Factors influencing uptake of influenza A (H1N1) vaccine amongst healthcare workers in a regional pediatric centre: Lessons for improving vaccination rates
ABSTRACT Influenza A (H1N1) vaccination has been recommended for all frontline healthcare workers (HCWs) in the UK since October 2009, to protect individuals and their patients from infection. Understanding the factors influencing vaccine uptake by HCW may improve future vaccination programmes in current and subsequent years.
To assess the uptake of influenza A (H1N1) vaccine, and factors affecting vaccine uptake, in frontline healthcare workers in a large pediatric hospital.
A cross-sectional questionnaire survey conducted in a regional Pediatric Hospital in Scotland incorporating intensive care and ECMO services. One page, anonymised questionnaires were distributed to all frontline HCW in high risk departments of the hospital.
260 questionnaires were completed, capturing an estimated 52% of all staff. Vaccination rate was 49.6%, and was significantly higher amongst doctors (OR 2.4, 95% CI 1.3-4.5, P=0.005). Commonest reasons for vaccine uptake were high risk of contact with H1N1 (88%) and responsibility to protect patients (71%). Uncertainty about vaccine side-effects (47%), concern about vaccine safety (33%) and being too busy to attend the vaccine clinic (22%) were the commonest reasons for non-vaccination. Reasons for vaccination varied between staff grouping and department. 36% of non-vaccinated staff would accept the vaccine if offered.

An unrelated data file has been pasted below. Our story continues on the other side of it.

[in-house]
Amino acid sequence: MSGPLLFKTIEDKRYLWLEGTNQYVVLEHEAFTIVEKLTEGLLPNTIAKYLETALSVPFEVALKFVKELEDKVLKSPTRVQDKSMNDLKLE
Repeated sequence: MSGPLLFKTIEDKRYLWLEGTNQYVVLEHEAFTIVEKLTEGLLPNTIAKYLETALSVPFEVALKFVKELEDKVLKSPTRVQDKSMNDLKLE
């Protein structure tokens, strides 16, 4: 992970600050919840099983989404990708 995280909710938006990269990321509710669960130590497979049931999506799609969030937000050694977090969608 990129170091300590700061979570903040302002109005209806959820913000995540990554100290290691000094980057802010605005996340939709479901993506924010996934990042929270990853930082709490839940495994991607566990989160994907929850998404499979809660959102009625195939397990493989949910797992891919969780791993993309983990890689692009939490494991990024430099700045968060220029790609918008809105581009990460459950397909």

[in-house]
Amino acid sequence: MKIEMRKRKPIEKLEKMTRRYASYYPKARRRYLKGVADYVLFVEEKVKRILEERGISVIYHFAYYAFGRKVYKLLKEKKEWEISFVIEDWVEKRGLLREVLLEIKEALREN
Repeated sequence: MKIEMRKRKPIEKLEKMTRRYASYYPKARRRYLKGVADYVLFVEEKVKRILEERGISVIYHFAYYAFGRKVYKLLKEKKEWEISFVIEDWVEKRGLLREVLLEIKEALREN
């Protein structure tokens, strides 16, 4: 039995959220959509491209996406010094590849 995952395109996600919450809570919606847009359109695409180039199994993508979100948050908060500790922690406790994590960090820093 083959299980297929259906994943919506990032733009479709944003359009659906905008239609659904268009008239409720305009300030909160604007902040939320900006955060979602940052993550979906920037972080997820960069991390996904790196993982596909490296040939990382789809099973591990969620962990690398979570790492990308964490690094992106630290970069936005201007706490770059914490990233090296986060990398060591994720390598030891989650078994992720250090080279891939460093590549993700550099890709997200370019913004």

Vaccine uptake may be increased by addressing HCW knowledge and attitudes and access to vaccine. Future vaccination programmes should include targeted education and vaccine delivery, at the convenience of staff, and in their own department.